Skip to comments.Hank Jones, Versatile Jazz Pianist, Is Dead at 91
Posted on 05/18/2010 11:39:00 AM PDT by nickcarraway
Hank Jones, whose self-effacing nature belied his stature as one of the most respected jazz pianists of the postwar era, died on Sunday in the Bronx. He was 91.
His death, at Calvary Hospital Hospice, was announced by his longtime manager, Jean-Pierre Leduc. Mr. Jones lived on the Upper West Side of Manhattan and also had a home in Hartwick, N.Y.
Mr. Jones spent much of his career in the background. For three and a half decades he was primarily a sideman, most notably with Ella Fitzgerald; for much of that time he also worked as a studio musician on radio and television.
His fellow musicians admired his imagination, his versatility and his distinctive style, which blended the urbanity and rhythmic drive of the Harlem stride pianists, the dexterity of Art Tatum and the harmonic daring of bebop. (The pianist, composer and conductor André Previn once called Mr. Jones his favorite pianist, regardless of idiom.)
But unlike his younger brothers Thad, who played trumpet with Count Basie and was later a co-leader of a celebrated big band, and Elvin, an influential drummer who formed a successful combo after six years with John Coltranes innovative quartet, Hank Jones seemed content for many years to keep a low profile.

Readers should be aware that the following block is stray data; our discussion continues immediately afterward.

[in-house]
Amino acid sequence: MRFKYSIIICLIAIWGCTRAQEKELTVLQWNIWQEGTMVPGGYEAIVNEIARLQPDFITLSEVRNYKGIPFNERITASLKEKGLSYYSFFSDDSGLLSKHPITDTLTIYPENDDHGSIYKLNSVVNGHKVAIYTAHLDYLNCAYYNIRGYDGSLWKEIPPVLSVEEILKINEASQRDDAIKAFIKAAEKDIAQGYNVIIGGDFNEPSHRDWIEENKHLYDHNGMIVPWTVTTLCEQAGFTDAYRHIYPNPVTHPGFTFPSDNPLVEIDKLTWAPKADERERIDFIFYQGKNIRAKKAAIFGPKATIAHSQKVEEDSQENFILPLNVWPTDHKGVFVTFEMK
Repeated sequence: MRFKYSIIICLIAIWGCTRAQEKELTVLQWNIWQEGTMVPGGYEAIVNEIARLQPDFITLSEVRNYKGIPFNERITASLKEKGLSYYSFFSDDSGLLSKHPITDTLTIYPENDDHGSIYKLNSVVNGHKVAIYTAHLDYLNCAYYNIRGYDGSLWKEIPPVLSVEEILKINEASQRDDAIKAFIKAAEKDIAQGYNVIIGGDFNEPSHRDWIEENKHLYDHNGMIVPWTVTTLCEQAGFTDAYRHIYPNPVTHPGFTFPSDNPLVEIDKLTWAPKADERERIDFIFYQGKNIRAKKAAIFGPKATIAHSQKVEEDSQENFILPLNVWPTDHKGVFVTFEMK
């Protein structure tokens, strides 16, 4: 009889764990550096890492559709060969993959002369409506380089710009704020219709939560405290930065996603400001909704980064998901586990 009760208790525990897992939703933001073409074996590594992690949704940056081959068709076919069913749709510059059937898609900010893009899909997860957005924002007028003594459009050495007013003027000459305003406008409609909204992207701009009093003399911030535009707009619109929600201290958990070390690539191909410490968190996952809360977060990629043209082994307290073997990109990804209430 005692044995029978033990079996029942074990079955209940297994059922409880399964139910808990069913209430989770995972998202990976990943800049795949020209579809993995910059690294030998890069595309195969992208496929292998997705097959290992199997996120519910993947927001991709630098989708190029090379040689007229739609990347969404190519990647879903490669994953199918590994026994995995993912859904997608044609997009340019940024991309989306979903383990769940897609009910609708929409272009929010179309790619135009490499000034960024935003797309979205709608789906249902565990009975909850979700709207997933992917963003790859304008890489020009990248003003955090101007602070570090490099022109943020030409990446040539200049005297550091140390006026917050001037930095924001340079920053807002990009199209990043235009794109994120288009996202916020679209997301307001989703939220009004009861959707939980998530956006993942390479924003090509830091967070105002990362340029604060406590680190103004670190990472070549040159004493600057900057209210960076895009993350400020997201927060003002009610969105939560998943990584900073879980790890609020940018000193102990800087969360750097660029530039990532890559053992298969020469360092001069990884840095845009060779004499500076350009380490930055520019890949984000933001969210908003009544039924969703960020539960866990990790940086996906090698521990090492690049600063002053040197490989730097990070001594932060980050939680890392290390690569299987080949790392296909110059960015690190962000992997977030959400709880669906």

That started changing around the time he turned 60. Riding a wave of renewed interest in jazz piano that also transformed his close friend and occasional duet partner Tommy Flanagan from a perpetual sideman to a popular nightclub headliner, Mr. Jones began working and recording regularly under his own name.
Reviewing a nightclub appearance in 1989, Peter Watrous of The New York Times praised Mr. Jones as an extraordinary musician whose playing resonates with jazz history and who embodies the idea of grace under pressure, where assurance and relaxation mask nearly impossible improvisations.
(Excerpt) Read more at nytimes.com ...
Prayers go out to his family and friends. Sounds like the kind of man where almost everyone has heard his work, but few could recognize him.
About your tag line. Amber Lamps wasn’t around for very long, was she?
Nope, she sure wasn’t.
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